It is seen therefore that the instant invention provides an effective electrical circuit for controlling the energization of thermal print head elements on a thermal print head. Whenever a signal is received in the input line 24, the circuit 10 emits a series of three sequential pulses in the output terminals 25, 26, and 27 which are operable for actuating the energizations of three sequential groups of print head elements on the print head. However, since the duration of the pulses emitted from the terminals 25, 26, and 27 is proportional to the temperature sensed by the temperature sensor 12, the amount of energy supplied to the print head elements can be reduced as the overall temperature of the print head is increased. As a result, the circuit 10 can be effectively utilized for energizing the print head elements of a thermal print head to produce clear images of substantially uniform darkness, regardless of the overall print head temperature. Further, the problem of burning the thermally sensitive sheet with the print head is avoided. Accordingly, it is seen that for these reasons as well as the other reasons hereinabove set forth, that the instant invention represents a significant advancement in the art which has substantial commercial merit.

While there is shown and described herein certain specific structure embodying the invention, it will be manifest to those skilled in the art that various modifications and rearrangements of the parts may be made without departing from the spirit and scope of the underlying inventive concept and that the same is not limited to the particular forms herein shown and described except insofar as indicated by the scope of the appended claims.

Claims (2)

What is claimed is:
1. A circuit for controlling the energization of a plurality of thermal print head elements on a thermal print head comprising:
a. means for sensing the temperature of said head;
b. first signal generating means responsive to said temperature sensing means for generating an electrical signal having a frequency which is proportional to the temperature of said head;
c. second signal generating means communicating with said first signal generating means and actuatable for generating a predetermined number of sequential output pulses of substantially uniform duration during a period of time wherein the temperature of said head remains substantially constant and wherein said duration is substantially proportional to the frequency of said first signal generating means, said second signal generating means communicating with said print head elements for sequentially controlling the energization of different print head elements with sequential pulses; and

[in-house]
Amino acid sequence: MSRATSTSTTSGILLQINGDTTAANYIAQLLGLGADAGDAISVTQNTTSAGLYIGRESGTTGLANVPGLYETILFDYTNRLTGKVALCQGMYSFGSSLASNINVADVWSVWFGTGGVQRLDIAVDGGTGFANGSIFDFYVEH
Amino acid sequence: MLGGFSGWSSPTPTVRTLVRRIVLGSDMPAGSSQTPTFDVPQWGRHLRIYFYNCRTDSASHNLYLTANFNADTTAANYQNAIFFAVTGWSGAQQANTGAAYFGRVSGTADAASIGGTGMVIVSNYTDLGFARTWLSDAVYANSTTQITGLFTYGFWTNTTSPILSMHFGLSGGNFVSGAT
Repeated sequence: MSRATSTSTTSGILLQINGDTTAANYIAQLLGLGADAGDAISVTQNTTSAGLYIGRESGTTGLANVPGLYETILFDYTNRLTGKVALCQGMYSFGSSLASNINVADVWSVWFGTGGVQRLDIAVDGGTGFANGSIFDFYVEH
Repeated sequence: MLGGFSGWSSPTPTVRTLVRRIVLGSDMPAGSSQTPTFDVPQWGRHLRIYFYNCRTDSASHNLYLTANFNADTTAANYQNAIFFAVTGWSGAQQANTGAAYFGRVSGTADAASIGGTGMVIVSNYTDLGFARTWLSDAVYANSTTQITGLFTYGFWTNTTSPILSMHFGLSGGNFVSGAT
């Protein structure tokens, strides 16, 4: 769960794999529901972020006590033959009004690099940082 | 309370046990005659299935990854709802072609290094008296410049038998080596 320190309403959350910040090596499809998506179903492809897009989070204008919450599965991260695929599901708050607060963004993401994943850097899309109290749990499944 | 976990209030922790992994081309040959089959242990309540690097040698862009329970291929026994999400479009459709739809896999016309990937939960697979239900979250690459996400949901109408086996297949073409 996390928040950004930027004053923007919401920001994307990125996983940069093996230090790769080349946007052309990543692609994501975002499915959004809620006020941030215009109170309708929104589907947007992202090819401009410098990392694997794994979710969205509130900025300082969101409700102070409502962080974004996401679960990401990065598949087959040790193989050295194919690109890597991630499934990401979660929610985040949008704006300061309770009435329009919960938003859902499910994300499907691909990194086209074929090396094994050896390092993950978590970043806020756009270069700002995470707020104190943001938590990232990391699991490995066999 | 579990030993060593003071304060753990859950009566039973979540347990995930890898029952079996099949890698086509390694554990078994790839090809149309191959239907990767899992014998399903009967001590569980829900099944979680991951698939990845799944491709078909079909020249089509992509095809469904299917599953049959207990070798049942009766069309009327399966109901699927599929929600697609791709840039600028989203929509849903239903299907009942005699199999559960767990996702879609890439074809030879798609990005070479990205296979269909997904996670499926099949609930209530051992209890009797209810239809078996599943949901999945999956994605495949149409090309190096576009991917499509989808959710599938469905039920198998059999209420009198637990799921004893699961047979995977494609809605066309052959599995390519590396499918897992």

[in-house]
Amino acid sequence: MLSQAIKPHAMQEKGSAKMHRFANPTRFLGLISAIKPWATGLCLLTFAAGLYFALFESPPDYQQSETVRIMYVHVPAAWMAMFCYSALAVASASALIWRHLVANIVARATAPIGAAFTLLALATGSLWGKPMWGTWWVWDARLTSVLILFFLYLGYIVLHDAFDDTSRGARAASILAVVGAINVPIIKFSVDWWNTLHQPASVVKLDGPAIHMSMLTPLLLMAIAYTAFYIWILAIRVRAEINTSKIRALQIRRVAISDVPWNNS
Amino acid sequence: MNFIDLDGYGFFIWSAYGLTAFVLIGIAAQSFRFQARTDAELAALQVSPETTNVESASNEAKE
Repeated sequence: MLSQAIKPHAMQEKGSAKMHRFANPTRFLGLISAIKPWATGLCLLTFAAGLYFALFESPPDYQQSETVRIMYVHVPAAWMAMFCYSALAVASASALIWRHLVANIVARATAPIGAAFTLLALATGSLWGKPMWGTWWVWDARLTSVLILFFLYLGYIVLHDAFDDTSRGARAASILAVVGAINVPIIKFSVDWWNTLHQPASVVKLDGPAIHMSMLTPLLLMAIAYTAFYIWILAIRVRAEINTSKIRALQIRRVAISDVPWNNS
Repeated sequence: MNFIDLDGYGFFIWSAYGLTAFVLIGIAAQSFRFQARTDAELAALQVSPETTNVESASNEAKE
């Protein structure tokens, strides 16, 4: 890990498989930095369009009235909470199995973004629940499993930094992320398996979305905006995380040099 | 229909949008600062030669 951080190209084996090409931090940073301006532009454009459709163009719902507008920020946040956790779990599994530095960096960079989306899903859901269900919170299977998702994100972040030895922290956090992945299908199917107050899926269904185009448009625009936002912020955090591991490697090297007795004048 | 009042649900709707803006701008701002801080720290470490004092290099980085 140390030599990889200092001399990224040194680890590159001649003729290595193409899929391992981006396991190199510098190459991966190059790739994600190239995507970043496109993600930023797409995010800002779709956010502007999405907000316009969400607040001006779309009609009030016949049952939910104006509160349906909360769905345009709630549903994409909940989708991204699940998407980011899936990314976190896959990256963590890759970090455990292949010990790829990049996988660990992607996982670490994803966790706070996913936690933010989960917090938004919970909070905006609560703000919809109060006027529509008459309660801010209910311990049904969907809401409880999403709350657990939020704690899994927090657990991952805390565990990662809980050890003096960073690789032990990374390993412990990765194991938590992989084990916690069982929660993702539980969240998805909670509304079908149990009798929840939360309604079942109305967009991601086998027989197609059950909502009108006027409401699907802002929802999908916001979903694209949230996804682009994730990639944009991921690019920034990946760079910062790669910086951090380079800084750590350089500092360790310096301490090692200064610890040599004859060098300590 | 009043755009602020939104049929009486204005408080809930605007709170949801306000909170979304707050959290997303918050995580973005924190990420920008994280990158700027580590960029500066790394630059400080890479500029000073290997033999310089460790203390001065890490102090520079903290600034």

d. means for actuating said second signal generating means in response to an input signal to said circuit and for automatically deactuating said second signal generating means after said predetermined number of sequential pulses has been produced therefrom, said means for actuating and deactuating comprising a bistable multivibrator and gate means, said first signal generating means communicating with said second signal generating means through said gate means, said bistable multivibrator being responsive to an input signal to said circuit for actuating said gate means to provide said communication between said first signal generating means and said second signal generating means.
2. A circuit for controlling the energization of a plurality of thermal print head elements on a thermal print head comprising:
a. means for sensing the temperature of said head;
b. first signal generating means responsive to said temperature sensing means for generating an electrical signal having a frequency which is proportional to the temperature of said head;
c. second signal generating means communicating with said first signal generating means and actuatable for generating a predetermined number of sequential output pulses of substantially uniform duration during a period of time wherein the temperature of said head remains substantially constant and wherein said duration is substantially proportional to the frequency of said first signal generating means, said second signal generating means communicating with said print head elements for sequentially controlling the energization of different print head elements with sequential pulses, said second signal generating means comprising counter means, and decoder means, said counter means communicating with said first signal generating means for producing sequential binary signals at intervals which are proportional to the frequency of said first signal generating means signal, said decoder means communicating with said counter means for producing a different one of said sequential output signals in response to each of said sequential binary signals until said predetermined number of sequential output signals has been produced and for thereafter producing a deactuating signal; and
d. means for actuating said second signal generating means in response to an input signal to said circuit and for communicating with said decoder means to automatically deactuate second signal generating means in response to said deactuating signal.
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Cited By (11)

* Cited by examiner, † Cited by third party
Publication number Priority date Publication date Assignee Title
US4791435A (en) * 1987-07-23 1988-12-13 Hewlett-Packard Company Thermal inkjet printhead temperature control